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With the advent of Turkish rule in north-western India in the early 11th century, Muslims began to settle in the region. To their increasing numbers were added the local converts. By the time of Guru Nanak (1469-1539), Muslims had become the most visible section of the social order in Punjab. They consisted mainly of the orthodox Sunnis, represented by the ulama (mullas and qazis) who upheld the Islamic law (shariat), and the various orders of the mystics of Islam (the Sufis) who represented a parallel interpretation of religious beliefs and practices. Guru Nanak came into close contact with Islam during his 10-year stay in Sultanpur, and later at several places during his travels. He brackets Islam with the major religious systems of India in the early 16th century.
The recently published Shri Guru Granth Sahib: Teachings for Muslims contains over 30 extracts from Guru Nanak’s compositions. The editor, Nanak Singh Nishtar, says in his introduction that the Sikh gurus respected Islamic beliefs and practices, and presented them to Muslims as the teachings of Islam. They told Muslims to become good Muslims, as they told Hindus to become good Hindus. This raises two issues: Guru Nanak’s familiarity with the beliefs and practices of contemporary Musalmans, and his assessment of Islam.
Guru Nanak talks of God in His primal state before creation. For millions upon millions of years, there was only darkness—neither the earth nor the sky, but only the limitless Divine Ordinance, and the Creator was absorbed in unbroken trance. None other than the Only Lord was there; there was no Brahma, Vishnu or Mahesh. There was no mulla and no qazi, no shaikh and no haji; there were no Vedas, and there was no Quran. Significantly, there is no mention of Allah. In another composition, Guru Nanak equates Allah with Aad Purkh. In other words, Islamic monotheism was close to Guru Nanak’s own conception of God.
By creating the universe, God revealed many of His attributes. In terms familiar to Musalmans, Guru Nanak says: “Baba! Allah is inscrutable, He is boundless; His abode is holy and His are the holy names; He is the true sustainer. His Ordinance (hukam) cannot be comprehended; it cannot be described adequately; not even a hundred poets coming together can describe the smallest fraction of it. All hear and talk about Him, but none really appreciates His worth. There are pirs, paighambars, saliks, sadiqs, faqirs and shahids; there are shaikhs, qazis, mullas and dervishes—all adore Him through their prayers (durud), in the hope of blessings (barakat). But Allah does not consult anyone when He makes or unmakes, or when He gives or takes away; He alone knows His power (qudrat); He alone is the doer. He watches everyone and bestows His grace on whomsoever He wills.” In another composition, the term Maulah (Master) is used for Allah. Maulah is the great Creator who has made the universe beautiful and green.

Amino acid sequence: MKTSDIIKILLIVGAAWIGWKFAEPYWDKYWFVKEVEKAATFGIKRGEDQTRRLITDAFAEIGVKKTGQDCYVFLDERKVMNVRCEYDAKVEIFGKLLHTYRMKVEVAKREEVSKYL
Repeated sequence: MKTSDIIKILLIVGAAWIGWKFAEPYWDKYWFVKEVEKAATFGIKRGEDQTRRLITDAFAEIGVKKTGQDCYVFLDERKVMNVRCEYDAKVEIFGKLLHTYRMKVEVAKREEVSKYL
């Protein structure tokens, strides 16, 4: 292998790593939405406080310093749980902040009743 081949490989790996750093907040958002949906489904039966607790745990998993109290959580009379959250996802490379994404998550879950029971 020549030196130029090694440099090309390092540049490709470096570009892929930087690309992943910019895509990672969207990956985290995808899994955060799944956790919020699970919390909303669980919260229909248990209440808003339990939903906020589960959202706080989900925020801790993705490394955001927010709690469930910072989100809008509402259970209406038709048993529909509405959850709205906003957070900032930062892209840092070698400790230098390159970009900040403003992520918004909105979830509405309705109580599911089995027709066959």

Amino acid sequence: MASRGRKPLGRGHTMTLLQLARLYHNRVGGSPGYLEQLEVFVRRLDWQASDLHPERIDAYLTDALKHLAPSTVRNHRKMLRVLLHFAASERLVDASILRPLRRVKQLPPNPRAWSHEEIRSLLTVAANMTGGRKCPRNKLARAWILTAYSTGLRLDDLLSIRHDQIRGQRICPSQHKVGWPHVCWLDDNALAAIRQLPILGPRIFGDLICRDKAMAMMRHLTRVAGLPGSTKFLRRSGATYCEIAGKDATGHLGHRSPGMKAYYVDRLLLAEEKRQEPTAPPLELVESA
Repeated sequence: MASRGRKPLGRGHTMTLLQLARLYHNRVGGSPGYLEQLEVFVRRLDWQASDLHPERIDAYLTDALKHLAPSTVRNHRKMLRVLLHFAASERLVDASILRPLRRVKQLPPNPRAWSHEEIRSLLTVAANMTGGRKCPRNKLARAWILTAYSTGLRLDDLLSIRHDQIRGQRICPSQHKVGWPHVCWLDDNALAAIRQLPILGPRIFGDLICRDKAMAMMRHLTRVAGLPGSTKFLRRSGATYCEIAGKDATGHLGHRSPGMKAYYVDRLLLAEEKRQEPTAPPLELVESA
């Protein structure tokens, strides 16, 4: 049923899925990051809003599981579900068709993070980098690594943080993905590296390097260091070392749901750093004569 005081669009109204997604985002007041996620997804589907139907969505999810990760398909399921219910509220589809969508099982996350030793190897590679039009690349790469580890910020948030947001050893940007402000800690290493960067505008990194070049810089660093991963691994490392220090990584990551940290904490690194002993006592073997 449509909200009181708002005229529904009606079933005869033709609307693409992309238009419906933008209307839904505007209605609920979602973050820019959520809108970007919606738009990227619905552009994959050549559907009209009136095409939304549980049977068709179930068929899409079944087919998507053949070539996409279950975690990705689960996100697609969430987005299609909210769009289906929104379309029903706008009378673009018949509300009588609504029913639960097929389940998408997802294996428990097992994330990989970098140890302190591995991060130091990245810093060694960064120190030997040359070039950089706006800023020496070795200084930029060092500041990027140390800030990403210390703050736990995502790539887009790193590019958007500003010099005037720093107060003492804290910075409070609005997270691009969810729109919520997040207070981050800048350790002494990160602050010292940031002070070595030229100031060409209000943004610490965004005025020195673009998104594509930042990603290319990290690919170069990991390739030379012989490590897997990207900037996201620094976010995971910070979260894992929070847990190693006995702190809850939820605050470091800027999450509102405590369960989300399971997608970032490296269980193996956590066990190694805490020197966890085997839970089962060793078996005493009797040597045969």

Nothing is more important than one’s firm allegiance to God. The earthly achievements have little importance. To be a king, with forts and armies, was futile if one were to forget God. Guru Nanak says he would not forget God even if blood-sucking rulers were placed over his head. Conversely, for Guru Nanak, the Divine Name was his rulership and army.
Guru Nanak brackets Islam with the brahminical and ascetic traditions. He says the qazi did not know the time of creation because it was not given in the Quran; the brahman did not know the time of creation because it was not there in the scriptures he read; and the jogi did not know the time, date, day, season or month. Guru Nanak brackets the mulla, the pandit and the jogi to underline that they all have to leave this world. The jogi and the mulla are equated, as are the Vedas and the Quran. This implies that in many ways the Islamic tradition is taken as seriously as the brahminical and ascetic traditions. However, none of them is really appreciated.
Guru Nanak tells the mulla and the qazi to remember that they will die one day, and therefore, remember God all the time. Their meticulous observance of five daily prayers, recitation of the Quran, study of the sacred texts, telling the beads, fasting in the month of Ramzan and pilgrimage to Mecca would not prolong their lives. The call from the grave could come any time.